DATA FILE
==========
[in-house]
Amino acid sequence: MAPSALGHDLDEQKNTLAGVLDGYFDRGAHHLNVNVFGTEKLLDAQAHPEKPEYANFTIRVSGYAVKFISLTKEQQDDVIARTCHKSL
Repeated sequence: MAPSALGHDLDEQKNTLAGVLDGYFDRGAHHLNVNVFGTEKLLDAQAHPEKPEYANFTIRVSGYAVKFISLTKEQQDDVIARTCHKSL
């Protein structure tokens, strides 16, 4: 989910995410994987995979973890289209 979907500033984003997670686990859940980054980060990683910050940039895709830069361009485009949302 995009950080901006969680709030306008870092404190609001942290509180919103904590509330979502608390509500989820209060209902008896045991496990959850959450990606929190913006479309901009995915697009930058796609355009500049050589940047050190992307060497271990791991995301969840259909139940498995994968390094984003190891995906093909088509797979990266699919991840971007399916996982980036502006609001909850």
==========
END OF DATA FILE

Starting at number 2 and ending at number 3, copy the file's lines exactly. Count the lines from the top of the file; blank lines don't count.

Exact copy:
Amino acid sequence: MAPSALGHDLDEQKNTLAGVLDGYFDRGAHHLNVNVFGTEKLLDAQAHPEKPEYANFTIRVSGYAVKFISLTKEQQDDVIARTCHKSL
Repeated sequence: MAPSALGHDLDEQKNTLAGVLDGYFDRGAHHLNVNVFGTEKLLDAQAHPEKPEYANFTIRVSGYAVKFISLTKEQQDDVIARTCHKSL